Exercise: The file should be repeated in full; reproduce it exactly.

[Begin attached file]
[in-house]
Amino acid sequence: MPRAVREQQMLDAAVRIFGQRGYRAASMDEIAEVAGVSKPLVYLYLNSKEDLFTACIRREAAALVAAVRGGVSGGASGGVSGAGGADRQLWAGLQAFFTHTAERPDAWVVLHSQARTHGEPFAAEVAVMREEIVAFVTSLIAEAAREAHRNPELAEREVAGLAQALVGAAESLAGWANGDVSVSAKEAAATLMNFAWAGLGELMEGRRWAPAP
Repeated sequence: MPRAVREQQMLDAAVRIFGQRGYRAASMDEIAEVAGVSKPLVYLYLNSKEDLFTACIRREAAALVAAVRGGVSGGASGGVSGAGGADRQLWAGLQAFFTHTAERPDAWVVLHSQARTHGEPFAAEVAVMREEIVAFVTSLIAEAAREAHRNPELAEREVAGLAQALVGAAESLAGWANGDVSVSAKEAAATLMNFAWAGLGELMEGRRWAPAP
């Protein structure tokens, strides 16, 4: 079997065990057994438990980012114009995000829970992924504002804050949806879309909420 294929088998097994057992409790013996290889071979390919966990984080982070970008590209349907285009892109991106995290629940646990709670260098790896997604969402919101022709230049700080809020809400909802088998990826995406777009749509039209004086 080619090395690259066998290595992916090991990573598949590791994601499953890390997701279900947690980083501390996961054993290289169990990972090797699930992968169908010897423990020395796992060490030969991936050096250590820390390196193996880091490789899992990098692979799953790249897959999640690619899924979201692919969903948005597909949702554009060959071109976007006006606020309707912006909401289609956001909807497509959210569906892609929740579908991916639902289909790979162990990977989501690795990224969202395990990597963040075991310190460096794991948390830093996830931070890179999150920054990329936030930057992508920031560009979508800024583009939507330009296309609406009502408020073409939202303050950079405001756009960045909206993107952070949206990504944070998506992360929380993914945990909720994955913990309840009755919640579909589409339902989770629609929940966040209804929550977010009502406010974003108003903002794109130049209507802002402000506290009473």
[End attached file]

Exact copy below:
[in-house]
Amino acid sequence: MPRAVREQQMLDAAVRIFGQRGYRAASMDEIAEVAGVSKPLVYLYLNSKEDLFTACIRREAAALVAAVRGGVSGGASGGVSGAGGADRQLWAGLQAFFTHTAERPDAWVVLHSQARTHGEPFAAEVAVMREEIVAFVTSLIAEAAREAHRNPELAEREVAGLAQALVGAAESLAGWANGDVSVSAKEAAATLMNFAWAGLGELMEGRRWAPAP
Repeated sequence: MPRAVREQQMLDAAVRIFGQRGYRAASMDEIAEVAGVSKPLVYLYLNSKEDLFTACIRREAAALVAAVRGGVSGGASGGVSGAGGADRQLWAGLQAFFTHTAERPDAWVVLHSQARTHGEPFAAEVAVMREEIVAFVTSLIAEAAREAHRNPELAEREVAGLAQALVGAAESLAGWANGDVSVSAKEAAATLMNFAWAGLGELMEGRRWAPAP
């Protein structure tokens, strides 16, 4: 079997065990057994438990980012114009995000829970992924504002804050949806879309909420 294929088998097994057992409790013996290889071979390919966990984080982070970008590209349907285009892109991106995290629940646990709670260098790896997604969402919101022709230049700080809020809400909802088998990826995406777009749509039209004086 080619090395690259066998290595992916090991990573598949590791994601499953890390997701279900947690980083501390996961054993290289169990990972090797699930992968169908010897423990020395796992060490030969991936050096250590820390390196193996880091490789899992990098692979799953790249897959999640690619899924979201692919969903948005597909949702554009060959071109976007006006606020309707912006909401289609956001909807497509959210569906892609929740579908991916639902289909790979162990990977989501690795990224969202395990990597963040075991310190460096794991948390830093996830931070890179999150920054990329936030930057992508920031560009979508800024583009939507330009296309609406009502408020073409939202303050950079405001756009960045909206993107952070949206990504944070998506992360929380993914945990909720994955913990309840009755919640579909589409339902989770629609929940966040209804929550977010009502406010974003108003903002794109130049209507802002402000506290009473």